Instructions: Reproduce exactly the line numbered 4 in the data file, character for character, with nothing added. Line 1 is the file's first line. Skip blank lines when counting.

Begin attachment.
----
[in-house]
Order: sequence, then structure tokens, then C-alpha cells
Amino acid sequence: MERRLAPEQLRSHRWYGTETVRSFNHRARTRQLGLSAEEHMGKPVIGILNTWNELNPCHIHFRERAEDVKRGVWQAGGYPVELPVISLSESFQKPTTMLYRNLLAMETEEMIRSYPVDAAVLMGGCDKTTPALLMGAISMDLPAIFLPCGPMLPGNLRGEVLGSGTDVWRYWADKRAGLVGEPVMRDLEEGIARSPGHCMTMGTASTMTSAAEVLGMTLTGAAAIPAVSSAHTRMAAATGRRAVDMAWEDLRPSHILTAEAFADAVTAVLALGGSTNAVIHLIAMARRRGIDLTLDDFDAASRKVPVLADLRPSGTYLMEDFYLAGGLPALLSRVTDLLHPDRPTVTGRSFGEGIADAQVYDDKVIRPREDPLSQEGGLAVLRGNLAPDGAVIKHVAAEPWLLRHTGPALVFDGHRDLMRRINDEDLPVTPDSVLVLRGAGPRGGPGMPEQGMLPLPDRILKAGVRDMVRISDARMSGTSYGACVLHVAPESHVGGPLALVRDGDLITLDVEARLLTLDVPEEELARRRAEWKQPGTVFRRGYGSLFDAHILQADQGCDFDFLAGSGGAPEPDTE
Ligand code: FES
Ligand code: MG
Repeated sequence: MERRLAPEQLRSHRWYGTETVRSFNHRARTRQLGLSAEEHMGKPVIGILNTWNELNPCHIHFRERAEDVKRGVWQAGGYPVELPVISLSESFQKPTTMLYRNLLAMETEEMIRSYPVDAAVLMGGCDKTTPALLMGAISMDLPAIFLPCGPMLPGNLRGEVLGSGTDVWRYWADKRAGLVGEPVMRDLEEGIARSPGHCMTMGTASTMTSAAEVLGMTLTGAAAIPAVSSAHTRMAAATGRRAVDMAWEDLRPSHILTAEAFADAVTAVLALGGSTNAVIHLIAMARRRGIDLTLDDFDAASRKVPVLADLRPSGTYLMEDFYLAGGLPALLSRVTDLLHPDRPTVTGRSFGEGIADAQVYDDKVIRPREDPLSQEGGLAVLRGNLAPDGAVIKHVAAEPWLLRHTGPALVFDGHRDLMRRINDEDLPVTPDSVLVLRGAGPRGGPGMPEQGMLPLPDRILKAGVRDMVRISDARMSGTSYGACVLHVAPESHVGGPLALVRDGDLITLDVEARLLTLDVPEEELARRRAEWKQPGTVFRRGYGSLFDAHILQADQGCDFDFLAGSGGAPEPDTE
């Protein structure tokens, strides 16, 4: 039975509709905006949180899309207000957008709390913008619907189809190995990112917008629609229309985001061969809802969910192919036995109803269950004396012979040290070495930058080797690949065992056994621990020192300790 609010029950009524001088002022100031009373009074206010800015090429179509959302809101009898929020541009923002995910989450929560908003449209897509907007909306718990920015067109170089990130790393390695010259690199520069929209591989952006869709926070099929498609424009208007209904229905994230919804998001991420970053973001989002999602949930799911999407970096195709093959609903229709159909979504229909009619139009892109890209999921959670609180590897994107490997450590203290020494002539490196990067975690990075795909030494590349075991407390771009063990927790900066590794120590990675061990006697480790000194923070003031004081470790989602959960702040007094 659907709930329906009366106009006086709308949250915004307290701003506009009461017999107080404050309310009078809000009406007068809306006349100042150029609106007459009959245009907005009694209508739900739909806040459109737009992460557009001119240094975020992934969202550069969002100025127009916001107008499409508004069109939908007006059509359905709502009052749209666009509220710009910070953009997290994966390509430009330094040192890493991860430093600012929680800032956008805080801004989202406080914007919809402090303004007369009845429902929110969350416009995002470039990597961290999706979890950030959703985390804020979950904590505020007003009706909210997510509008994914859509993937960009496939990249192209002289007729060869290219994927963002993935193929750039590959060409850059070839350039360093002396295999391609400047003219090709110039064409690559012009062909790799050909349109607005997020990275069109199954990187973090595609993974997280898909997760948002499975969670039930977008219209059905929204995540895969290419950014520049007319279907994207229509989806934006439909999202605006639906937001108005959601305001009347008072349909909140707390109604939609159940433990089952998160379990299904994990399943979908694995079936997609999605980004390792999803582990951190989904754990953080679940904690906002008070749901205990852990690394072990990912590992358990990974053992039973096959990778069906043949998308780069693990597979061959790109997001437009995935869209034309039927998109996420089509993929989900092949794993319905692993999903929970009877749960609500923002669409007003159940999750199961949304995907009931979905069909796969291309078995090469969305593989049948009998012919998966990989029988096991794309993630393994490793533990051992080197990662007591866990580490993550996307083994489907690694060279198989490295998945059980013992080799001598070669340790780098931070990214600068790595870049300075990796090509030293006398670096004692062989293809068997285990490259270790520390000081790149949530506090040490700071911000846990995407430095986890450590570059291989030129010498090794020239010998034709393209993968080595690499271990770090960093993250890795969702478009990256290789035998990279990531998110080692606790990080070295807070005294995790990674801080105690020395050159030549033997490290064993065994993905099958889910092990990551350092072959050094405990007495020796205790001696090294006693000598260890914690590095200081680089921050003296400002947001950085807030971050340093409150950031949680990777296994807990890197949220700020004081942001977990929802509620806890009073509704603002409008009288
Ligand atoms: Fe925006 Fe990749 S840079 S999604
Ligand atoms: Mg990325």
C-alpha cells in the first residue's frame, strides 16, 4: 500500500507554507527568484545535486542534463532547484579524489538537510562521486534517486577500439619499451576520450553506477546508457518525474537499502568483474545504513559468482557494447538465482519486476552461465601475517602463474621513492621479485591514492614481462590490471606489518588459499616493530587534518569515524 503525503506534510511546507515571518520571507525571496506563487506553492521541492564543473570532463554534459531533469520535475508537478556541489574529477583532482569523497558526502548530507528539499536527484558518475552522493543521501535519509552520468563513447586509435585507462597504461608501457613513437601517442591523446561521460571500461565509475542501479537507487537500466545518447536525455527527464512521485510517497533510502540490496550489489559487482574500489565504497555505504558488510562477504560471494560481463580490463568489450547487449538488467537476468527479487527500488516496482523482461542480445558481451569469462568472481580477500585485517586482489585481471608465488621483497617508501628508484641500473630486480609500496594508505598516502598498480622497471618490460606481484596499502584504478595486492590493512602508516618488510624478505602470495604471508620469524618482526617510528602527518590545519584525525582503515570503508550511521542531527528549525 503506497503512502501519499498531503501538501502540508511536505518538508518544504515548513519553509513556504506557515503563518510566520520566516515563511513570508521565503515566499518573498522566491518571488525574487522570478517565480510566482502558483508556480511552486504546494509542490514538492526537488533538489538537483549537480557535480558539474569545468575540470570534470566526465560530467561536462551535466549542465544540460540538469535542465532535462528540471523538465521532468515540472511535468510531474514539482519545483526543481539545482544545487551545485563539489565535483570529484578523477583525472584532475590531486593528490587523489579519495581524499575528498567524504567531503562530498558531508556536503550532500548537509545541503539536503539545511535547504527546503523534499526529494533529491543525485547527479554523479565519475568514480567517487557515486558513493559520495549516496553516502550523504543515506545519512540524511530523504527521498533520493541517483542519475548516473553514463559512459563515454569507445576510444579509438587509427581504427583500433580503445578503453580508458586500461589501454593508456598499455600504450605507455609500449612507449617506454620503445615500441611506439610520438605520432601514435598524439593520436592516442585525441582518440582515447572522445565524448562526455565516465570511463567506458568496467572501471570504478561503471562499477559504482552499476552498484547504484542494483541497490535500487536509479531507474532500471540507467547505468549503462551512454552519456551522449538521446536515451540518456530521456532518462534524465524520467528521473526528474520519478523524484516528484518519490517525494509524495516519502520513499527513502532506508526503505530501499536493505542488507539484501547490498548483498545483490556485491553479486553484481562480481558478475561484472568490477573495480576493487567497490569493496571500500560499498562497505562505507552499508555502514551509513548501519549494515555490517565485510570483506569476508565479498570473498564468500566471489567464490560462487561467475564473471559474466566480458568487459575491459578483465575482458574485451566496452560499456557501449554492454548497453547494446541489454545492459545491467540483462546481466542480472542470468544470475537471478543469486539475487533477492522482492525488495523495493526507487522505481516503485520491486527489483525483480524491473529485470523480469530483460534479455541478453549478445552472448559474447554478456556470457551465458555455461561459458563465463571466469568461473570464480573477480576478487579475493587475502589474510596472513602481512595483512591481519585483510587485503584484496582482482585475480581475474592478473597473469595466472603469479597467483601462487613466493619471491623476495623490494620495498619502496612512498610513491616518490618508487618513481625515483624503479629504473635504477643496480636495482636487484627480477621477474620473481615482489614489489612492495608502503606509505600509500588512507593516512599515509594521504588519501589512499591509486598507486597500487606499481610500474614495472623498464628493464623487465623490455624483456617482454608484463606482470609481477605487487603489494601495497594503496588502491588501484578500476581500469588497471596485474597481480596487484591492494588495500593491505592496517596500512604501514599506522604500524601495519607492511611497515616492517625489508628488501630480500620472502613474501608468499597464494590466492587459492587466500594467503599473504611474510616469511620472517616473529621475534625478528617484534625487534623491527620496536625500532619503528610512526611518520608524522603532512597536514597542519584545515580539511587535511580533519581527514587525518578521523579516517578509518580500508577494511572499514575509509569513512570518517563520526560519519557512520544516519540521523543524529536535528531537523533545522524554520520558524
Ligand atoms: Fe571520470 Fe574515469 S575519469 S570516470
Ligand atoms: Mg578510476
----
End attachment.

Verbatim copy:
Ligand code: FES